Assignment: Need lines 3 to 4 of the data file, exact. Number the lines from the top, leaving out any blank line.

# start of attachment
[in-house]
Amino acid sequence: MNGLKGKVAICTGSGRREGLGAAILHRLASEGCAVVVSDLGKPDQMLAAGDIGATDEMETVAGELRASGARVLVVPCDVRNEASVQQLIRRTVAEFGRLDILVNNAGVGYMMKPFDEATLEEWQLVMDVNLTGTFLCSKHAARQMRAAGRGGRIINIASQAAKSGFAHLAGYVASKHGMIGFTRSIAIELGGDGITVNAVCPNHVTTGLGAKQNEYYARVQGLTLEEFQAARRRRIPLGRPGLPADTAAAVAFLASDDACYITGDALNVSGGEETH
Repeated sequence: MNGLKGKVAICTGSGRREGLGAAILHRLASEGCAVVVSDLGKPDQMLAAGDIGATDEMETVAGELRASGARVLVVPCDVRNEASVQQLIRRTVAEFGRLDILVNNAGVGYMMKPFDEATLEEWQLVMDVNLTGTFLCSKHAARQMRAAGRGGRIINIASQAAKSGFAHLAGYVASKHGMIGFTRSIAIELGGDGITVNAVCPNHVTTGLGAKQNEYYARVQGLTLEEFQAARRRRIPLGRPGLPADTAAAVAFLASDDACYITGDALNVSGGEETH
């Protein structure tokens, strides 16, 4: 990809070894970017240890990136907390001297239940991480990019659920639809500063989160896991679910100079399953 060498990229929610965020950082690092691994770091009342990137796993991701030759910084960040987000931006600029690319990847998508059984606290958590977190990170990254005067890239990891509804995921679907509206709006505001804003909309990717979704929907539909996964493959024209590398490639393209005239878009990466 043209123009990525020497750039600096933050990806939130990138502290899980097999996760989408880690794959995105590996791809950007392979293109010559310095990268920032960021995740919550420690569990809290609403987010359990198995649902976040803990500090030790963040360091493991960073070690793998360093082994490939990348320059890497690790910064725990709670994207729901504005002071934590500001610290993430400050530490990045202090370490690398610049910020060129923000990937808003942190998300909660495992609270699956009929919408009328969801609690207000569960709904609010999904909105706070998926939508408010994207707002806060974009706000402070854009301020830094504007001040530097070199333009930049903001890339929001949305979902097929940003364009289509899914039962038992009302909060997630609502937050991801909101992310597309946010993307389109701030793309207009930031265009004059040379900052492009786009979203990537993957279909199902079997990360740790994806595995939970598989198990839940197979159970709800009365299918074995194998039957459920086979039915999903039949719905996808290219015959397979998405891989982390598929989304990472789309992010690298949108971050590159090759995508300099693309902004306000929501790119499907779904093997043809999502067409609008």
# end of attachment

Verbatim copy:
Repeated sequence: MNGLKGKVAICTGSGRREGLGAAILHRLASEGCAVVVSDLGKPDQMLAAGDIGATDEMETVAGELRASGARVLVVPCDVRNEASVQQLIRRTVAEFGRLDILVNNAGVGYMMKPFDEATLEEWQLVMDVNLTGTFLCSKHAARQMRAAGRGGRIINIASQAAKSGFAHLAGYVASKHGMIGFTRSIAIELGGDGITVNAVCPNHVTTGLGAKQNEYYARVQGLTLEEFQAARRRRIPLGRPGLPADTAAAVAFLASDDACYITGDALNVSGGEETH
């Protein structure tokens, strides 16, 4: 990809070894970017240890990136907390001297239940991480990019659920639809500063989160896991679910100079399953 060498990229929610965020950082690092691994770091009342990137796993991701030759910084960040987000931006600029690319990847998508059984606290958590977190990170990254005067890239990891509804995921679907509206709006505001804003909309990717979704929907539909996964493959024209590398490639393209005239878009990466 043209123009990525020497750039600096933050990806939130990138502290899980097999996760989408880690794959995105590996791809950007392979293109010559310095990268920032960021995740919550420690569990809290609403987010359990198995649902976040803990500090030790963040360091493991960073070690793998360093082994490939990348320059890497690790910064725990709670994207729901504005002071934590500001610290993430400050530490990045202090370490690398610049910020060129923000990937808003942190998300909660495992609270699956009929919408009328969801609690207000569960709904609010999904909105706070998926939508408010994207707002806060974009706000402070854009301020830094504007001040530097070199333009930049903001890339929001949305979902097929940003364009289509899914039962038992009302909060997630609502937050991801909101992310597309946010993307389109701030793309207009930031265009004059040379900052492009786009979203990537993957279909199902079997990360740790994806595995939970598989198990839940197979159970709800009365299918074995194998039957459920086979039915999903039949719905996808290219015959397979998405891989982390598929989304990472789309992010690298949108971050590159090759995508300099693309902004306000929501790119499907779904093997043809999502067409609008």